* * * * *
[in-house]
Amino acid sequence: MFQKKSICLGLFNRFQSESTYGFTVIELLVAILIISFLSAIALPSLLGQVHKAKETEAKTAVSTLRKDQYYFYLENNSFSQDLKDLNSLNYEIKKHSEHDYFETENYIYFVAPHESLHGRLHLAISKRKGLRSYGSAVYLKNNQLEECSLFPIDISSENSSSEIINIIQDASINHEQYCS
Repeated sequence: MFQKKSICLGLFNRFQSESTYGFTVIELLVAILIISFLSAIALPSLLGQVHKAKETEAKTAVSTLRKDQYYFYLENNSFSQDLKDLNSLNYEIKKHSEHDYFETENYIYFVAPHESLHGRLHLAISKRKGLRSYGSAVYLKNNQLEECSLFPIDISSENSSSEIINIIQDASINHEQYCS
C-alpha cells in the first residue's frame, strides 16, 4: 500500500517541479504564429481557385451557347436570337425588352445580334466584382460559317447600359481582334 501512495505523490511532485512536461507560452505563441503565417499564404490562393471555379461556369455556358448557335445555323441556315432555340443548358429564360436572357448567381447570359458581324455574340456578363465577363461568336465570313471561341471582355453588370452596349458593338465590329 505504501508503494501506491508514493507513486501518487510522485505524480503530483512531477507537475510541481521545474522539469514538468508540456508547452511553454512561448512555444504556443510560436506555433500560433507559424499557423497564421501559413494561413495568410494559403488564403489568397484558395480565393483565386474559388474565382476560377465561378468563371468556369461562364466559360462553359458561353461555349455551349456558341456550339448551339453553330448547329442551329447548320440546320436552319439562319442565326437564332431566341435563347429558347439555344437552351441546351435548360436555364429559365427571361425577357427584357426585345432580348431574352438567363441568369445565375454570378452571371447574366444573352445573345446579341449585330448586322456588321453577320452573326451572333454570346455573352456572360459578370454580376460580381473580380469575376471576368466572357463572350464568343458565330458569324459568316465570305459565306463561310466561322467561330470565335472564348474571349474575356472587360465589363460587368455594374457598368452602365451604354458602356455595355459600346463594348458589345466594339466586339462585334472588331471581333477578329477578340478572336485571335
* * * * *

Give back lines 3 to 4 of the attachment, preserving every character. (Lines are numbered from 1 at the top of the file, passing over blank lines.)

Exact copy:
Repeated sequence: MFQKKSICLGLFNRFQSESTYGFTVIELLVAILIISFLSAIALPSLLGQVHKAKETEAKTAVSTLRKDQYYFYLENNSFSQDLKDLNSLNYEIKKHSEHDYFETENYIYFVAPHESLHGRLHLAISKRKGLRSYGSAVYLKNNQLEECSLFPIDISSENSSSEIINIIQDASINHEQYCS
C-alpha cells in the first residue's frame, strides 16, 4: 500500500517541479504564429481557385451557347436570337425588352445580334466584382460559317447600359481582334 501512495505523490511532485512536461507560452505563441503565417499564404490562393471555379461556369455556358448557335445555323441556315432555340443548358429564360436572357448567381447570359458581324455574340456578363465577363461568336465570313471561341471582355453588370452596349458593338465590329 505504501508503494501506491508514493507513486501518487510522485505524480503530483512531477507537475510541481521545474522539469514538468508540456508547452511553454512561448512555444504556443510560436506555433500560433507559424499557423497564421501559413494561413495568410494559403488564403489568397484558395480565393483565386474559388474565382476560377465561378468563371468556369461562364466559360462553359458561353461555349455551349456558341456550339448551339453553330448547329442551329447548320440546320436552319439562319442565326437564332431566341435563347429558347439555344437552351441546351435548360436555364429559365427571361425577357427584357426585345432580348431574352438567363441568369445565375454570378452571371447574366444573352445573345446579341449585330448586322456588321453577320452573326451572333454570346455573352456572360459578370454580376460580381473580380469575376471576368466572357463572350464568343458565330458569324459568316465570305459565306463561310466561322467561330470565335472564348474571349474575356472587360465589363460587368455594374457598368452602365451604354458602356455595355459600346463594348458589345466594339466586339462585334472588331471581333477578329477578340478572336485571335